Coming into force on 6 April 2022 The Divorce, Dissolution and Separation Act 2020 introduced…
Kerri was recently able to assist a client to successfully defend an appeal in Children Act proceedings in relation to the decision of the family court.
Circumstances of the case
In short, the circumstances of the case were as follows:-
Following separation the client’s son, who was 3 months old, lived with the client and spent time with his father. The parties attended mediation and it was agreed that the child would spend time with the father for 3 nights a week.
In January 2021 the father made unsubstantiated allegations against the client and refused to return the child to the client’s care. The client made an immediate application to the court and safeguarding checks by CAFCASS resulted in concerns over the confusion the child was likely to be experiencing through having no contact with his mother. CAFCASS also queried the father’s motivation for retaining the child and concluded that there were no concerns in respect of the client’s care of the child. Despite this the father continued to refuse any sensible proposals for interim contact between the mother and the child and it was only when the court ordered interim contact some 5 months later that the client was able to have regular weekly contact with the child.
At the final hearing the court heard submissions from the parties and made a final order for the child to live with the client and spend time with the father on alternate weekends from Saturday to Sunday and on alternate Wednesday to Thursday.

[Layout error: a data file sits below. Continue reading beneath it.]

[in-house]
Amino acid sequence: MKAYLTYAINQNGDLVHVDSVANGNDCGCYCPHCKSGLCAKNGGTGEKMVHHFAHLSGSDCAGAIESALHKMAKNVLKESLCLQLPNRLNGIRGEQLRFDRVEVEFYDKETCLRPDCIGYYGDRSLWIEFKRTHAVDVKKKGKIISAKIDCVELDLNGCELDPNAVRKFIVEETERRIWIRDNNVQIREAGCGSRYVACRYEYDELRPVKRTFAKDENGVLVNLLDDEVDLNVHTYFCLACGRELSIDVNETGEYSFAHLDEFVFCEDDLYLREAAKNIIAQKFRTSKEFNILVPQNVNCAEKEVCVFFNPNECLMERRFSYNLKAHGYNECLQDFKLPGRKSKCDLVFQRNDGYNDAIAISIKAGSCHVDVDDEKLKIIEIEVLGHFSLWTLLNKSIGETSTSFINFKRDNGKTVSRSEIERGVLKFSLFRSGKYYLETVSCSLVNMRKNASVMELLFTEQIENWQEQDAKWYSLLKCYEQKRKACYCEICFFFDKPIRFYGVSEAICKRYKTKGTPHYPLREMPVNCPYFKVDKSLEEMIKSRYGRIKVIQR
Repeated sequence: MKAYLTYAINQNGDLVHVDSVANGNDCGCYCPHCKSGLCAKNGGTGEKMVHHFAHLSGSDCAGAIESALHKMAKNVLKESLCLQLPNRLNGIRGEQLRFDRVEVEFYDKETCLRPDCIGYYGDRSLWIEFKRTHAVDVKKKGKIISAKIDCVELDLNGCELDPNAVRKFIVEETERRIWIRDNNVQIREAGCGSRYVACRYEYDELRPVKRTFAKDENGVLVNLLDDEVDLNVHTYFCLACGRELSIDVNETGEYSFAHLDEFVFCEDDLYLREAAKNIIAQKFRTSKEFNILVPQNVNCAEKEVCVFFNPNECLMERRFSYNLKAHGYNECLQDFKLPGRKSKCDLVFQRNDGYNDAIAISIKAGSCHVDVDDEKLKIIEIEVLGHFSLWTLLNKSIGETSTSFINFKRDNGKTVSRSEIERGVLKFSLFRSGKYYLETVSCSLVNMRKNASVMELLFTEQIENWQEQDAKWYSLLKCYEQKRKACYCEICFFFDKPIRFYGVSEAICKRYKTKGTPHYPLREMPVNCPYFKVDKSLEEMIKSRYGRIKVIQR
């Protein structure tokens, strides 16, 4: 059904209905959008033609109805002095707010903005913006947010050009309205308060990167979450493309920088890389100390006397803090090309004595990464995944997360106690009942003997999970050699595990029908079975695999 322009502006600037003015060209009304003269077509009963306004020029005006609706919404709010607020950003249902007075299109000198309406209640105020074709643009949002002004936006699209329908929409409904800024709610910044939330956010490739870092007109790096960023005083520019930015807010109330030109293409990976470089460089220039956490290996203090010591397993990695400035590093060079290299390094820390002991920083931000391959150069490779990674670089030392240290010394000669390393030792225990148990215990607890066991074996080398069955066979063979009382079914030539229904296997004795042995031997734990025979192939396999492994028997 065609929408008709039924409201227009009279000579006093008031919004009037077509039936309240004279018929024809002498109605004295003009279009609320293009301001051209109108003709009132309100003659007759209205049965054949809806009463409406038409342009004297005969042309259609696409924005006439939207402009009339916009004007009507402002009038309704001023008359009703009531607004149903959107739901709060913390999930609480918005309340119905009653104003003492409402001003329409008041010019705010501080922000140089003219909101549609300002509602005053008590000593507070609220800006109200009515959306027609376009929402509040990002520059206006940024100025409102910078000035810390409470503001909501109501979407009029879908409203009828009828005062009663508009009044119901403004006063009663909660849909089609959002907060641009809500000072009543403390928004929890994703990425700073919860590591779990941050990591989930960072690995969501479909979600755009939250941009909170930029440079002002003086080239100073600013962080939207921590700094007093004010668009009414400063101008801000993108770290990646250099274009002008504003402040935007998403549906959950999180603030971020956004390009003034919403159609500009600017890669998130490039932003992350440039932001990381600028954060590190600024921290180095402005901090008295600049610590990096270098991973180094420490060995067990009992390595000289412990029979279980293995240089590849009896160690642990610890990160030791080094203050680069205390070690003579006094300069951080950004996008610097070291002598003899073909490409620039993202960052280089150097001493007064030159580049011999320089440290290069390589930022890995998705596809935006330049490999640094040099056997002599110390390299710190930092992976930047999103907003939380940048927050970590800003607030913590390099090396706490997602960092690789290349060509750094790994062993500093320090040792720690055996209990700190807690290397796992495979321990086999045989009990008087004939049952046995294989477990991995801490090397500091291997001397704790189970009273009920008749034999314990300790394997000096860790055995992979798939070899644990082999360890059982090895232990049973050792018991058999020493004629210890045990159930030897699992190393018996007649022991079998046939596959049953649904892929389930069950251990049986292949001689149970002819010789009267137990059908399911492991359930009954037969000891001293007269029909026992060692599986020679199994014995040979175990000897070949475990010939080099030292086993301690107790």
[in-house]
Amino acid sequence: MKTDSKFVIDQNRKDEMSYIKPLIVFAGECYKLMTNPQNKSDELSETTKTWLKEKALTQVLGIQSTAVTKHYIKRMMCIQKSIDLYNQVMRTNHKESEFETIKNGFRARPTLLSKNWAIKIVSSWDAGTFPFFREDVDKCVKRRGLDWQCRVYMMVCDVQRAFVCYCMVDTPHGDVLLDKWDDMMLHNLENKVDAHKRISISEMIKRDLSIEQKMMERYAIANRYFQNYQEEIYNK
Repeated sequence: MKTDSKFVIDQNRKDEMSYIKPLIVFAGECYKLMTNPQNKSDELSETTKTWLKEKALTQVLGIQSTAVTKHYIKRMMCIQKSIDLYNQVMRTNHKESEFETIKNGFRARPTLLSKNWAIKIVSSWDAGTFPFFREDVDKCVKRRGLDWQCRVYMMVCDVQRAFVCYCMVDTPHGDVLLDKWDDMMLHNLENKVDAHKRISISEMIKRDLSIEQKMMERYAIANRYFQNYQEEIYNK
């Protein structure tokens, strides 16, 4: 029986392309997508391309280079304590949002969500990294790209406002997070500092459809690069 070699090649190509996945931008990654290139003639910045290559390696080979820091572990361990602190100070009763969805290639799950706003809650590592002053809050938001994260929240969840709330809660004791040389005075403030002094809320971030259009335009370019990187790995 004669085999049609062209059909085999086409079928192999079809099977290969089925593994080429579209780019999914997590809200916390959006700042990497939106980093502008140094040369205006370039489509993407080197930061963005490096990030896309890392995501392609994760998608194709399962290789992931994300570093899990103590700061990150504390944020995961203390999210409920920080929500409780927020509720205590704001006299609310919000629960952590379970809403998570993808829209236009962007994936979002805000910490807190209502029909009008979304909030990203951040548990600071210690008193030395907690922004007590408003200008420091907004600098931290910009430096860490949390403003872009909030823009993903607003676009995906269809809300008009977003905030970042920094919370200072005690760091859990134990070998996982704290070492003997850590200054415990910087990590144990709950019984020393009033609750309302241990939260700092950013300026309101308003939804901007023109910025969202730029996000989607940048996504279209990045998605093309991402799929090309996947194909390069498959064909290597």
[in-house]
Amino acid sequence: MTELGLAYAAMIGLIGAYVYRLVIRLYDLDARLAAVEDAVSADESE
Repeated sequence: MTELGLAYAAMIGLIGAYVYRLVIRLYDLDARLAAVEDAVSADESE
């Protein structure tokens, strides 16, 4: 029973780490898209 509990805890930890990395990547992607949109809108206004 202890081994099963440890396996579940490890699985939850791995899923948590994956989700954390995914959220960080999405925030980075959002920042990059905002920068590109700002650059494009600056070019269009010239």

The father issued an appeal against the decision of the family court on the following grounds:-
- The Court’s decision to conduct a Final Hearing which had been listed with a time estimate of 3 hours when they did not have sufficient time to do so;
- The Court’s decision to significantly limit the parties evidence to 10 minutes of submissions in order to finalise the matter;
- The decision of the Magistrates;
- The Justices Facts and Reasons, stating the client was the child’s primary carer until the father removed the child from her care, which the father asserted is an error in fact.
The appeal hearing took place before a senior Judge who indicated that the father’s appeal was “wholly unmeritorious” and the appeal was dismissed in its entirety. The Judge also made a full costs order for the father to pay the costs of the client’s costs in relation to the appeal.
The right decision was made by the appeal court but this case demonstrates the need to carefully consider the merits of the case before appealing a decision of the court as, if unsuccessful, the costs risks are substantial.
If you would like further advice in connection with the matters raised in this article then please contact Severine Vincent or Kerri Gregory in our family department on 01926 422 101.